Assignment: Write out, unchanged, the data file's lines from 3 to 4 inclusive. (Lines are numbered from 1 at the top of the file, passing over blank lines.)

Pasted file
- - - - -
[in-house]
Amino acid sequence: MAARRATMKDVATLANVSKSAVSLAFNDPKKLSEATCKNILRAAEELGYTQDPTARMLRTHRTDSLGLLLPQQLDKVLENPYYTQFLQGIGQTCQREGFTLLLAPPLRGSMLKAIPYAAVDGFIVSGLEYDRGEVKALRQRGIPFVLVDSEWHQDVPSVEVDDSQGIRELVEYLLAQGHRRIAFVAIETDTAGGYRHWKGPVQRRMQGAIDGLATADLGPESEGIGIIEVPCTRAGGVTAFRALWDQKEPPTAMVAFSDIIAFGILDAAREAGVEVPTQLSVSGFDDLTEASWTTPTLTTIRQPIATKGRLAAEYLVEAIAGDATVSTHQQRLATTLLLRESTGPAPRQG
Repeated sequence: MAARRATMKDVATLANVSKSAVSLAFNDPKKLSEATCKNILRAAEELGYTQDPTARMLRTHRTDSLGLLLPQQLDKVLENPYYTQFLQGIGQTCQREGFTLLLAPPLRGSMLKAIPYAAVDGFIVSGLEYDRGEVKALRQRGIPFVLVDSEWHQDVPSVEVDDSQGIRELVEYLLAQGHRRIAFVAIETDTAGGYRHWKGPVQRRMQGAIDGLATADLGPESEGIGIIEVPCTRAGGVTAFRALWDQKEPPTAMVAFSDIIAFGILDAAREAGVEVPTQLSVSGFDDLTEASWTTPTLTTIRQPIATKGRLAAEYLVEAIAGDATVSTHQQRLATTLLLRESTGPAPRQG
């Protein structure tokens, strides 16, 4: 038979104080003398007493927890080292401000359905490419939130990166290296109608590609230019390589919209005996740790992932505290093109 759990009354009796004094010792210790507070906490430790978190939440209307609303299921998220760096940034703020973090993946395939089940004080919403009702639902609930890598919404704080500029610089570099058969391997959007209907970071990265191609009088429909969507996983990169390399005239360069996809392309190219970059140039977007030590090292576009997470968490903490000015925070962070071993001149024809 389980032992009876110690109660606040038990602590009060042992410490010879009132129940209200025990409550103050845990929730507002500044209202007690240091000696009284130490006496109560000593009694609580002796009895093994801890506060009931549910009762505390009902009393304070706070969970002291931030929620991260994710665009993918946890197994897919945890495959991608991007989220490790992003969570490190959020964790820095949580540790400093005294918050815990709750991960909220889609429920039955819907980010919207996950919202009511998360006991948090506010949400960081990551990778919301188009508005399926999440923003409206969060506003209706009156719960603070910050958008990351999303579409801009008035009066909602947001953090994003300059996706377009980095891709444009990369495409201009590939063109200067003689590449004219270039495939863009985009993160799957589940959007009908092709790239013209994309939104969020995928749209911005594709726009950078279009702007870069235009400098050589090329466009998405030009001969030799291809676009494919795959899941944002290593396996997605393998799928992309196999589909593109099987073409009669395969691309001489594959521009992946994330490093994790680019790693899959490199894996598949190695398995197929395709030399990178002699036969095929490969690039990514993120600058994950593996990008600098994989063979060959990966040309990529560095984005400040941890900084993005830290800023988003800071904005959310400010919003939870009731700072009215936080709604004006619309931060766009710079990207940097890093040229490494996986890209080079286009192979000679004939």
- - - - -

Repeated sequence: MAARRATMKDVATLANVSKSAVSLAFNDPKKLSEATCKNILRAAEELGYTQDPTARMLRTHRTDSLGLLLPQQLDKVLENPYYTQFLQGIGQTCQREGFTLLLAPPLRGSMLKAIPYAAVDGFIVSGLEYDRGEVKALRQRGIPFVLVDSEWHQDVPSVEVDDSQGIRELVEYLLAQGHRRIAFVAIETDTAGGYRHWKGPVQRRMQGAIDGLATADLGPESEGIGIIEVPCTRAGGVTAFRALWDQKEPPTAMVAFSDIIAFGILDAAREAGVEVPTQLSVSGFDDLTEASWTTPTLTTIRQPIATKGRLAAEYLVEAIAGDATVSTHQQRLATTLLLRESTGPAPRQG
């Protein structure tokens, strides 16, 4: 038979104080003398007493927890080292401000359905490419939130990166290296109608590609230019390589919209005996740790992932505290093109 759990009354009796004094010792210790507070906490430790978190939440209307609303299921998220760096940034703020973090993946395939089940004080919403009702639902609930890598919404704080500029610089570099058969391997959007209907970071990265191609009088429909969507996983990169390399005239360069996809392309190219970059140039977007030590090292576009997470968490903490000015925070962070071993001149024809 389980032992009876110690109660606040038990602590009060042992410490010879009132129940209200025990409550103050845990929730507002500044209202007690240091000696009284130490006496109560000593009694609580002796009895093994801890506060009931549910009762505390009902009393304070706070969970002291931030929620991260994710665009993918946890197994897919945890495959991608991007989220490790992003969570490190959020964790820095949580540790400093005294918050815990709750991960909220889609429920039955819907980010919207996950919202009511998360006991948090506010949400960081990551990778919301188009508005399926999440923003409206969060506003209706009156719960603070910050958008990351999303579409801009008035009066909602947001953090994003300059996706377009980095891709444009990369495409201009590939063109200067003689590449004219270039495939863009985009993160799957589940959007009908092709790239013209994309939104969020995928749209911005594709726009950078279009702007870069235009400098050589090329466009998405030009001969030799291809676009494919795959899941944002290593396996997605393998799928992309196999589909593109099987073409009669395969691309001489594959521009992946994330490093994790680019790693899959490199894996598949190695398995197929395709030399990178002699036969095929490969690039990514993120600058994950593996990008600098994989063979060959990966040309990529560095984005400040941890900084993005830290800023988003800071904005959310400010919003939870009731700072009215936080709604004006619309931060766009710079990207940097890093040229490494996986890209080079286009192979000679004939």